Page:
My first thought is that additional warnings from Duck, whether manually or automatically given, may not have been seen or heard by a tug mate who already hadn't heard radio calls on ch. 16, nor seen what should've been a good contact on his radar. There are limits on what a small boat can do to correct an unseeing unhearing watchstander or lookout on a larger vessel.
One thing that might have helped is the tug putting a range warning alarm, or 'guard ring' on his radar, so that any contact getting close would've triggered an audio and visual alarm.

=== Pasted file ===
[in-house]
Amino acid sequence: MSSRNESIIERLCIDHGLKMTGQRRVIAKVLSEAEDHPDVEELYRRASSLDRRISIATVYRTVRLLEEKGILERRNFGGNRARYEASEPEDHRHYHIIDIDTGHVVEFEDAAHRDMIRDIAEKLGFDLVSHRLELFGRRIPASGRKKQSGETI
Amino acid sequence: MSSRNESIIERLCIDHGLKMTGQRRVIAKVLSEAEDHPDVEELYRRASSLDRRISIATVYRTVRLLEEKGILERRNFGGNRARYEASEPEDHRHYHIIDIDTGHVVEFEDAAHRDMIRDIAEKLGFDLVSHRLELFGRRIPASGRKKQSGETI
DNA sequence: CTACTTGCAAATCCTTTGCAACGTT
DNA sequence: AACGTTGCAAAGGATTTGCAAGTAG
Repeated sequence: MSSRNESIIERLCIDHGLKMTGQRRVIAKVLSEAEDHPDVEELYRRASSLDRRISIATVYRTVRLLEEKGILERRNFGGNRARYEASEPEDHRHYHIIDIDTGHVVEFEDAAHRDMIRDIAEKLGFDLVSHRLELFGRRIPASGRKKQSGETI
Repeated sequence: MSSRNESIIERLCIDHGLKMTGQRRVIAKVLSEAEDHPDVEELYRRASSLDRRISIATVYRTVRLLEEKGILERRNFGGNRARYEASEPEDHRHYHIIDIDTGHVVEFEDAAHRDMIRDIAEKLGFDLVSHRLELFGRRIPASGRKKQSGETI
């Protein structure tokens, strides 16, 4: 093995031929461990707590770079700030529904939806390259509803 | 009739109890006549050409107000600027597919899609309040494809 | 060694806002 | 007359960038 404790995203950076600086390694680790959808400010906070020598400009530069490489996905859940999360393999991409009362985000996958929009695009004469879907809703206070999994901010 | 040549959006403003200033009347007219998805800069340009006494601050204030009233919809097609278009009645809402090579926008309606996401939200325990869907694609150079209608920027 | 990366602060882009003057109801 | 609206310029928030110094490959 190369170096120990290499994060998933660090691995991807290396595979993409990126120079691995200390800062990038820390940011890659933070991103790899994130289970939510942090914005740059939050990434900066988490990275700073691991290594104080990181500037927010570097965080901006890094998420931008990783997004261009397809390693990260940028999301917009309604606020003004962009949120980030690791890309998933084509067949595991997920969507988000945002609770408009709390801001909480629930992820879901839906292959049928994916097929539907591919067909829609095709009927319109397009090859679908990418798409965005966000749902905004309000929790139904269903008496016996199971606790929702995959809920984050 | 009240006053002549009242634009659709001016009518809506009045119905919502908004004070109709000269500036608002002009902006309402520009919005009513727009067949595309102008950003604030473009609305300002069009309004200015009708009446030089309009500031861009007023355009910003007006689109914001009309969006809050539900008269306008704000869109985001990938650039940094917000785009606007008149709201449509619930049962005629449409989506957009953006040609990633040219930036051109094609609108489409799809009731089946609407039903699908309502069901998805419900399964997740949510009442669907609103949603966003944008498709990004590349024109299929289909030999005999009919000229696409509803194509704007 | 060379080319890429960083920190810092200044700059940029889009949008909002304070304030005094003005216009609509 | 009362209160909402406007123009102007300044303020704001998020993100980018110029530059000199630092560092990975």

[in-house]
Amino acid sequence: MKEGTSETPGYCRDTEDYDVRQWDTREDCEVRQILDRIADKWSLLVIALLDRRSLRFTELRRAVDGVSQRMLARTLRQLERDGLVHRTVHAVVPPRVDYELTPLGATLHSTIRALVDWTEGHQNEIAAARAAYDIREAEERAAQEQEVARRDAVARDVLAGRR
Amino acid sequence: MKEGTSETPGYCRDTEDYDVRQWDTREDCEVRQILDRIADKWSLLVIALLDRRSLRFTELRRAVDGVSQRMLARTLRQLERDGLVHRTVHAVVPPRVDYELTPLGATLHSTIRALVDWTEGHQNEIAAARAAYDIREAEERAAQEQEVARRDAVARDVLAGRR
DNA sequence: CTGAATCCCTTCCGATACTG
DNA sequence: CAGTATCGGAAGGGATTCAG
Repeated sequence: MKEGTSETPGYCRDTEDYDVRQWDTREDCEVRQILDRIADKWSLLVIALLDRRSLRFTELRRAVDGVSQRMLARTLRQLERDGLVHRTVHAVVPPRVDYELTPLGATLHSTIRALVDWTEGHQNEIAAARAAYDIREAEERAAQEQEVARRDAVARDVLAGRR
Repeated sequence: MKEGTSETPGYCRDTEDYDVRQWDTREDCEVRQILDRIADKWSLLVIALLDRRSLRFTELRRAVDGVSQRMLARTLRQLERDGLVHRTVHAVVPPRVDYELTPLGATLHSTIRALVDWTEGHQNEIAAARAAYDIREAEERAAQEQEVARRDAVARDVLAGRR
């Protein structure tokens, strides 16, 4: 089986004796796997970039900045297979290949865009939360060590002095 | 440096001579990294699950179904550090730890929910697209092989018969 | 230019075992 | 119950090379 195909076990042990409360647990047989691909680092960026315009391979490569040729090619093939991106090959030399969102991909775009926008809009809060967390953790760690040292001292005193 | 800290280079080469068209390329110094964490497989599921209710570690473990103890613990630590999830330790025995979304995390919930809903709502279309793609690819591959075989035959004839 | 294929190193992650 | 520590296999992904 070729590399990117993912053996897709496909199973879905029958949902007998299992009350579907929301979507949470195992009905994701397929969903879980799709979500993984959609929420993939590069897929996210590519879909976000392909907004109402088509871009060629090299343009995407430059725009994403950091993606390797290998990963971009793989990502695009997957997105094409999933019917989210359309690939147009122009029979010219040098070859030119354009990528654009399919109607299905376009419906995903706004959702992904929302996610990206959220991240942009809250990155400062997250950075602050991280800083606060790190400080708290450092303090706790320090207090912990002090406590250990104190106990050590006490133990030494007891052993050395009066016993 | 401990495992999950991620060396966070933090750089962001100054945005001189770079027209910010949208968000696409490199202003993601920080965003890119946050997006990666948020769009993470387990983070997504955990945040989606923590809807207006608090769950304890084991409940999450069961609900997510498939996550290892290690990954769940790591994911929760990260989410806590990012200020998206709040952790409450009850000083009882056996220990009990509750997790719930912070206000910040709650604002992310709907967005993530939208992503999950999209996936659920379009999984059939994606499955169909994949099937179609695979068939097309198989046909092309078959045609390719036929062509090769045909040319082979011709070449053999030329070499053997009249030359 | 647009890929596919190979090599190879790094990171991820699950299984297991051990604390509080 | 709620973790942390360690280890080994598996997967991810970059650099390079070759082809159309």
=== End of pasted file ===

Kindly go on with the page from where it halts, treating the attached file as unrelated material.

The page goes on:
Thinking into the future, how about a warning alarm on the larger vessel that can be activated by a signal from the smaller one? Used to be this way on the old morse code sets, an SOS from one ship would trigger a loud alarm in the radioman's office and stateroom on another. Maybe they could rig up something like this on a local basis, that would trigger a larger vessel's GMDSS or AIS system.
which brings up the other question--did tug have AIS, and did Duck have at least an AIS transponder?